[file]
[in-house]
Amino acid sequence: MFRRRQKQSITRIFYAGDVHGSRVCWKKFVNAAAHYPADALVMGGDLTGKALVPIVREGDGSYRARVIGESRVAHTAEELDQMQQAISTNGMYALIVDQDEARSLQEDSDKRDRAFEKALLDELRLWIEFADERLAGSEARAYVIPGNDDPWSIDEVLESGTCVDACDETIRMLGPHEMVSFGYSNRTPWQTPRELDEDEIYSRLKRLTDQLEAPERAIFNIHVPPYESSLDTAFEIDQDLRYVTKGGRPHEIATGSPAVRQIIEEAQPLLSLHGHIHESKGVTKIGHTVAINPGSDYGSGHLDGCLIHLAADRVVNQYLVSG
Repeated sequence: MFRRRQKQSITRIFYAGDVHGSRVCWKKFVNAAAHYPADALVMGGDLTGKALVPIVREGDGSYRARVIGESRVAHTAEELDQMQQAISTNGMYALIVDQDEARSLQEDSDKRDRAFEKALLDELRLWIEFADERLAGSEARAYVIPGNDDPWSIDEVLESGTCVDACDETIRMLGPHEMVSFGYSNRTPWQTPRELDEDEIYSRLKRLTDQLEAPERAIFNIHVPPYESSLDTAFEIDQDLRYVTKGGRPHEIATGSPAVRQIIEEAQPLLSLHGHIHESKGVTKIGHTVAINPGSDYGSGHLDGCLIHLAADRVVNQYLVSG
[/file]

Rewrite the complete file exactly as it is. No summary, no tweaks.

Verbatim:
[in-house]
Amino acid sequence: MFRRRQKQSITRIFYAGDVHGSRVCWKKFVNAAAHYPADALVMGGDLTGKALVPIVREGDGSYRARVIGESRVAHTAEELDQMQQAISTNGMYALIVDQDEARSLQEDSDKRDRAFEKALLDELRLWIEFADERLAGSEARAYVIPGNDDPWSIDEVLESGTCVDACDETIRMLGPHEMVSFGYSNRTPWQTPRELDEDEIYSRLKRLTDQLEAPERAIFNIHVPPYESSLDTAFEIDQDLRYVTKGGRPHEIATGSPAVRQIIEEAQPLLSLHGHIHESKGVTKIGHTVAINPGSDYGSGHLDGCLIHLAADRVVNQYLVSG
Repeated sequence: MFRRRQKQSITRIFYAGDVHGSRVCWKKFVNAAAHYPADALVMGGDLTGKALVPIVREGDGSYRARVIGESRVAHTAEELDQMQQAISTNGMYALIVDQDEARSLQEDSDKRDRAFEKALLDELRLWIEFADERLAGSEARAYVIPGNDDPWSIDEVLESGTCVDACDETIRMLGPHEMVSFGYSNRTPWQTPRELDEDEIYSRLKRLTDQLEAPERAIFNIHVPPYESSLDTAFEIDQDLRYVTKGGRPHEIATGSPAVRQIIEEAQPLLSLHGHIHESKGVTKIGHTVAINPGSDYGSGHLDGCLIHLAADRVVNQYLVSG